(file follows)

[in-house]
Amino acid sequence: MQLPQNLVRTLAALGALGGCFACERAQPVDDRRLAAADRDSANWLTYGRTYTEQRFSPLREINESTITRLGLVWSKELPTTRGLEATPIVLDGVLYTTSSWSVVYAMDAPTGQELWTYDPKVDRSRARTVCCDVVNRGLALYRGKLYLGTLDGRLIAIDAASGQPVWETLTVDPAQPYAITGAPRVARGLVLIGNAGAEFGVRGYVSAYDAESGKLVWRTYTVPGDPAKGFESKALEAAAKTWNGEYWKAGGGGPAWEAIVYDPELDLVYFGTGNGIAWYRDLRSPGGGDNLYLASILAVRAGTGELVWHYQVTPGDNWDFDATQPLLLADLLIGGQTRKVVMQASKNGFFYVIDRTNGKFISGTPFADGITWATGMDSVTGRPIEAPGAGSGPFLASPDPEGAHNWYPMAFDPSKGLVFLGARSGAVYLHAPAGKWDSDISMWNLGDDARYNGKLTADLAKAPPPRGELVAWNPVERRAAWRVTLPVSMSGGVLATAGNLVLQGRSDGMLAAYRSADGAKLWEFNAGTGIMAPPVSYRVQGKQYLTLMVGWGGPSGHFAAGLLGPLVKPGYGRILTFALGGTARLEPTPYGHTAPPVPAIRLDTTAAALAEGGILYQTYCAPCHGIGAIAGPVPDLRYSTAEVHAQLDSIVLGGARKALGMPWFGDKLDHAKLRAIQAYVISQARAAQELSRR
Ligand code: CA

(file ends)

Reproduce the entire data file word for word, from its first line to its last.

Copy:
[in-house]
Amino acid sequence: MQLPQNLVRTLAALGALGGCFACERAQPVDDRRLAAADRDSANWLTYGRTYTEQRFSPLREINESTITRLGLVWSKELPTTRGLEATPIVLDGVLYTTSSWSVVYAMDAPTGQELWTYDPKVDRSRARTVCCDVVNRGLALYRGKLYLGTLDGRLIAIDAASGQPVWETLTVDPAQPYAITGAPRVARGLVLIGNAGAEFGVRGYVSAYDAESGKLVWRTYTVPGDPAKGFESKALEAAAKTWNGEYWKAGGGGPAWEAIVYDPELDLVYFGTGNGIAWYRDLRSPGGGDNLYLASILAVRAGTGELVWHYQVTPGDNWDFDATQPLLLADLLIGGQTRKVVMQASKNGFFYVIDRTNGKFISGTPFADGITWATGMDSVTGRPIEAPGAGSGPFLASPDPEGAHNWYPMAFDPSKGLVFLGARSGAVYLHAPAGKWDSDISMWNLGDDARYNGKLTADLAKAPPPRGELVAWNPVERRAAWRVTLPVSMSGGVLATAGNLVLQGRSDGMLAAYRSADGAKLWEFNAGTGIMAPPVSYRVQGKQYLTLMVGWGGPSGHFAAGLLGPLVKPGYGRILTFALGGTARLEPTPYGHTAPPVPAIRLDTTAAALAEGGILYQTYCAPCHGIGAIAGPVPDLRYSTAEVHAQLDSIVLGGARKALGMPWFGDKLDHAKLRAIQAYVISQARAAQELSRR
Ligand code: CA